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Python Scripting Toolbox: sys and fileinput

Cover Photo by Fleur Treurniet on Unsplash

Python is an extremely flexible language with uses in tons of different applications and fields: web apps, automation, sciences, and data analysis, to name a few. However, my favorite thing to use it for is scripting. Scripting can be as simple as writing a quick little one-off script to do something faster than you would want to do by hand, or it can more complex, a recurring task that you polish up – something with options, and flags, and a bit of a user interface.

Lucky for us, Python already has many of the essentials for scripting built into its standard library! I’m going to show you a few of the features I like best and how they are used. I’ll be using Python 3.6 for all of these examples. Most things should work in any Python 3. Your mileage may vary if you use legacy Python (Python 2).

I know that there are libraries and frameworks out there for creating command line interfaces. They are awesome. In this article, I’m going to focus on Python’s “Batteries Included”: the standard library. I’ll show you how much you can accomplish without installing a single external dependency.

The Setup

This will be a three-part survey of the tools available to us for Python scripting. I’ll show off the functionality by creating three scripts that show off different parts of the standard library.

  1. shout.py: a script that shouts everything you pass into it.
  2. make_script.py: a script that generates a starter script from a template, for use in things like Project Euler or Rosalind.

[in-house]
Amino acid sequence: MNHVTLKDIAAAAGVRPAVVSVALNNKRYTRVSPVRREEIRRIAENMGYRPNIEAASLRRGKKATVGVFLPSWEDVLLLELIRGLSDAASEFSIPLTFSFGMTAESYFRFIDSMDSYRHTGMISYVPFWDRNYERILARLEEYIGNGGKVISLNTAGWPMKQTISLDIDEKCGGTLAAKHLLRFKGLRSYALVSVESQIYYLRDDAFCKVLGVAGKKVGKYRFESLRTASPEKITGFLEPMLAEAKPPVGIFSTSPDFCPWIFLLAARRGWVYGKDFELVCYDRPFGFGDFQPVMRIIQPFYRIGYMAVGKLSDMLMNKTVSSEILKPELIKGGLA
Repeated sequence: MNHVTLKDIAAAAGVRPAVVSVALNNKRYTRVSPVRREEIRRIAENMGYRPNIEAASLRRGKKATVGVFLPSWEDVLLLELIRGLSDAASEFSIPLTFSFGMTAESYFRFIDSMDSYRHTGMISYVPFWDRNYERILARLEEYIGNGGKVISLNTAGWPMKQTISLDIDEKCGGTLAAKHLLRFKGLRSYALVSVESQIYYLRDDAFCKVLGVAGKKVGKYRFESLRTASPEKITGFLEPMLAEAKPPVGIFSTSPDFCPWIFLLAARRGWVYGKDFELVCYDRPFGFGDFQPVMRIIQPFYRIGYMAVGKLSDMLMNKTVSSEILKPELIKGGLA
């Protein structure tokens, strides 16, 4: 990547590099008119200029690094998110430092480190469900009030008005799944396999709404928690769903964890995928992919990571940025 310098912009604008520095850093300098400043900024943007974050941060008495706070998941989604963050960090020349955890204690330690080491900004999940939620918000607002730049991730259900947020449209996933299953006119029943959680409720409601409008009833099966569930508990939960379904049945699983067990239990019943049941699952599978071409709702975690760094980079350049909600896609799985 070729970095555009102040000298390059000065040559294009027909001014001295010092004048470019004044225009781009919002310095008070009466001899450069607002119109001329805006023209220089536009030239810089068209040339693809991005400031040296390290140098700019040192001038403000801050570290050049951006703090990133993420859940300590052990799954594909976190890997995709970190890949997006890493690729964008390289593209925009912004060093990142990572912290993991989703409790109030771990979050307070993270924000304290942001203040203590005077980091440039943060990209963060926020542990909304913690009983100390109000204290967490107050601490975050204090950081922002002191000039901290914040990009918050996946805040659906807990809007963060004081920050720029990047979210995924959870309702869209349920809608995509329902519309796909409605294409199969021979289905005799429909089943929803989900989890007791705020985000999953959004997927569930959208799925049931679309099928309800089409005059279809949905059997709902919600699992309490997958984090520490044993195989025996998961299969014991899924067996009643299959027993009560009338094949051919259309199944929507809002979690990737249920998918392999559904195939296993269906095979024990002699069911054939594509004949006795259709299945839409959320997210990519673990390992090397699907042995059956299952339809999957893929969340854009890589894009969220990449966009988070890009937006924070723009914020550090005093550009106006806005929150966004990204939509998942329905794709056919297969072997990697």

3. project_setup.py: a script that creates a basic project skeleton

This here is part one. Now, let’s get started.

Script 1: shout

Did you ever wish that your computer would yell at you more? Or that you computer was more abraisive? You’re in luck then, because we’re about to fix all of that. Create a new file called shout.py. We’re going to first just fill in the basic functionality, and then build out the interface from there.

#!/usr/bin/env python
"""Takes in input and returns that same input, but uppercase."""

def shout(text):
    return text.upper()

Good so far! I wanted to keep it simple to start with so we can focus mainly on our toolbox. Right now, if you run python shout.py, it doesn’t do anything. Let’s fix that. But how do we get access to the arguments provided to our scripts? Our first tool: sys. sys is a module that handles a lot of different system-level, system-specific, or python-install-specific options and values. You can use it to check what version of Python someone’s using, what operating system the script is running on, or (what we’re using it for) get access to stdin, stdout, and command line arguments.